Looking across the Seattle Center campus, Ryan Alsup sees a challenge.  It is one that he has taken on, almost as the captain of a cavalry.

Alsup is leading the ambitious plan to remove tons of dirt from the center of town, in an unusual location.  

"We've always joked about having a roof over our head, so we didn't have to slog through the mud," said Alsup, the Project Manager for JR Hayes as he stands directly underneath the center of the old KeyArena roof. 

The roof at the old arena is staying in place as crews dig down to help create enough space for a new seating bowl. 

Alsup has been charged with working odd hours and directing the orchestra of dump trucks and drivers that move in to load up the earth and caravan through Seattle Center.  

They are already several weeks into the excavation, with months more to go.

"There are challenges on this project, that we've never seen before," he acknowledges.  

There has been the demolition of the old Sonics and Storm team store, storage facility, parking garages, skate park and city-owned apartment complex.  

That area is where crews will dig down another 30 feet to create a grand entry and subterranean parking garage.  

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For Alsup, it's an adventure that is more complex than other downtown high rises he might have worked on and wasn't necessarily where the Civil Engineering grad from Oregon State University once expected to be.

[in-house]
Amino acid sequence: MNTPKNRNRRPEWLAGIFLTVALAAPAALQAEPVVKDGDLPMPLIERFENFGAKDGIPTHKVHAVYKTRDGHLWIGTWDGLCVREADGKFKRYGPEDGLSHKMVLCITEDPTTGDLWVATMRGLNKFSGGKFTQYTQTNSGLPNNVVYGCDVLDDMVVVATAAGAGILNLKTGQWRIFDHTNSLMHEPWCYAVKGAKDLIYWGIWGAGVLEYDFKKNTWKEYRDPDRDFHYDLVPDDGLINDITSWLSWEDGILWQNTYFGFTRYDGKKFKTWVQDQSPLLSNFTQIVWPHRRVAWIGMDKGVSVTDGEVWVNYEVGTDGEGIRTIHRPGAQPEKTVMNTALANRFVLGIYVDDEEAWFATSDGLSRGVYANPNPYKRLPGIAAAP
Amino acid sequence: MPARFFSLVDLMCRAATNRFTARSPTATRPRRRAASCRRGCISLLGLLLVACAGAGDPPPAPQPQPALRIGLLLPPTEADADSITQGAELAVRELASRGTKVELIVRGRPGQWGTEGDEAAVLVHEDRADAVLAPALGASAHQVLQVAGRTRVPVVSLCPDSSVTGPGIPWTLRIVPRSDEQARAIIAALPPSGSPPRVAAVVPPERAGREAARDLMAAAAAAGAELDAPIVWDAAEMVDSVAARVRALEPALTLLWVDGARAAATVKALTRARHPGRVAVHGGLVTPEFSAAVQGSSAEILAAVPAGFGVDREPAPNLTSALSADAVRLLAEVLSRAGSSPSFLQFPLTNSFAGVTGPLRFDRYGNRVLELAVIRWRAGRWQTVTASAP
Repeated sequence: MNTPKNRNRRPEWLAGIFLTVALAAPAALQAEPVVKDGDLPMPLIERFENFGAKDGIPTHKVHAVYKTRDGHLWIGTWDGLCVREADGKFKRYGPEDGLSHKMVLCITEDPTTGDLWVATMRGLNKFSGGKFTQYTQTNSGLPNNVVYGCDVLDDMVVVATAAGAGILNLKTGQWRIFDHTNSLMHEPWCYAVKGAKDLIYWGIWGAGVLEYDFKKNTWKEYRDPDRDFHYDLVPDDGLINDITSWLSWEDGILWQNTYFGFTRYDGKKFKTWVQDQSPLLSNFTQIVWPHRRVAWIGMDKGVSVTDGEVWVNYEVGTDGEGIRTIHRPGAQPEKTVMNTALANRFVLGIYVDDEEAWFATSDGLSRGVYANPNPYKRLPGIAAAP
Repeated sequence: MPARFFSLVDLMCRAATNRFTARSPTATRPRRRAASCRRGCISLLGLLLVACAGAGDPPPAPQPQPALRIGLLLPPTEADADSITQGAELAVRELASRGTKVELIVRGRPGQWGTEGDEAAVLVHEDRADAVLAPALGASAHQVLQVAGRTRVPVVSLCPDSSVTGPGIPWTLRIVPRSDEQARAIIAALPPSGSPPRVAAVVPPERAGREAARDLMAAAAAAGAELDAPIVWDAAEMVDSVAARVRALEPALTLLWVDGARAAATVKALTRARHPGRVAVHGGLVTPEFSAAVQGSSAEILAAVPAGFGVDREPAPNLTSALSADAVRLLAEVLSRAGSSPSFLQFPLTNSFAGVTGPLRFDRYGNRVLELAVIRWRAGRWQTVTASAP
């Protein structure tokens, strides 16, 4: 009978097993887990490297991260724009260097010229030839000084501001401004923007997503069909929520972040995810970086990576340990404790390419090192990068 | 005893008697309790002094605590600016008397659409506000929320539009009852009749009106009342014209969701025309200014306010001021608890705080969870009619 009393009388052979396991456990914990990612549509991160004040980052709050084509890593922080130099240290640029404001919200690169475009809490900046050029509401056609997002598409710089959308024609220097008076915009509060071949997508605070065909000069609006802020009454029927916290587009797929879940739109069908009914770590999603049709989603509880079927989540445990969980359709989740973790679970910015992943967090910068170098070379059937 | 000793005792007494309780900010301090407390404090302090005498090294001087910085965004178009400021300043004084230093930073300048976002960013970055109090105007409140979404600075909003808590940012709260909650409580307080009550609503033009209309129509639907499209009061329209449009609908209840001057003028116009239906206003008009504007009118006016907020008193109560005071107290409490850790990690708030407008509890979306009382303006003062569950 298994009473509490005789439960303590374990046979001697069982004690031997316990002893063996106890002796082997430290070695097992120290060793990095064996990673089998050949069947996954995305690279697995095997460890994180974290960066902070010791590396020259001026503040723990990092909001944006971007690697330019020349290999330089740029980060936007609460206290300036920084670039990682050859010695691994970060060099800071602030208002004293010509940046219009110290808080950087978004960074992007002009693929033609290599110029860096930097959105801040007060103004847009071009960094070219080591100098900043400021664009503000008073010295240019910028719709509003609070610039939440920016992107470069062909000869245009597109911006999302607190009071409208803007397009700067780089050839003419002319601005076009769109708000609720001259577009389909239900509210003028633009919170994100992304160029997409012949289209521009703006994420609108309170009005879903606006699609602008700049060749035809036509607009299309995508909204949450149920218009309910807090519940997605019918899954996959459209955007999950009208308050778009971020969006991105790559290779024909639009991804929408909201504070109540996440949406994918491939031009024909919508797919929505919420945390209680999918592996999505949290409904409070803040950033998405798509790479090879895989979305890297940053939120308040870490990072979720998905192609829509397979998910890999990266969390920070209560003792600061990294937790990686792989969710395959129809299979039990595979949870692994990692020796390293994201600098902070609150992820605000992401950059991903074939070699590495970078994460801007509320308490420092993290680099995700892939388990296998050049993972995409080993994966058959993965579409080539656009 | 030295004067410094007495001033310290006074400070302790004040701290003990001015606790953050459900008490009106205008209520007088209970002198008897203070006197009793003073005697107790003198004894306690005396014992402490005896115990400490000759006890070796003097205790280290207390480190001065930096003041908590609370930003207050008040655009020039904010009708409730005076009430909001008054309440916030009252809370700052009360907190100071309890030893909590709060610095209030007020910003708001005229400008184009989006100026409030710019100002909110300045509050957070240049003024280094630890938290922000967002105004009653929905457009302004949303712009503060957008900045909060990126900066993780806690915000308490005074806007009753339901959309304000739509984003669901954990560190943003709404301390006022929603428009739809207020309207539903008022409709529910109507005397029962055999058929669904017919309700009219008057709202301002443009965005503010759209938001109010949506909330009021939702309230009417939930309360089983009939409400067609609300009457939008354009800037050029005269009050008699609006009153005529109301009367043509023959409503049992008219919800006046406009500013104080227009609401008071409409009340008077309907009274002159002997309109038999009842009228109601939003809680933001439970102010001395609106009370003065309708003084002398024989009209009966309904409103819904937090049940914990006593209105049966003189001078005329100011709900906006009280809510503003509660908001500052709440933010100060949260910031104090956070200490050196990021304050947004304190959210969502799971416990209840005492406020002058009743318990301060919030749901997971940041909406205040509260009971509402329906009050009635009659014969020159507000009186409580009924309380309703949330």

Alsup was a one-time commercial fisherman who transitioned to getting his hands dirty in other ways and was drawn to the area by his love of the outdoors.  He'll spend a lot of time outside, with his hard hat on, for this exercise.  

The project will require 28,000 dump trucks and trailer loads of soil to be pulled out from underneath the roof through a temporary support system and out onto the roads. Approximately 600,000 cubic yards of soil will be pulled out over the coming months.  

Alsup said the earth will be used to fill and reclaim a gravel pit in Covington and will eventually be used for a future Master Planned Community there. Other soil from the site is being transferred to a spot near Puyallup, and will eventually be used as fill for the WSDOT State Route 167 extension.

He walks the site now, in the open air, where Shawn Kemp and Gary Payton once flew, and a different Bird named Sue skied threes, and looks up and thinks about the end result.  

"I can say to my kids and grandkids I was part of building this beautiful new arena,” Alsup said. 

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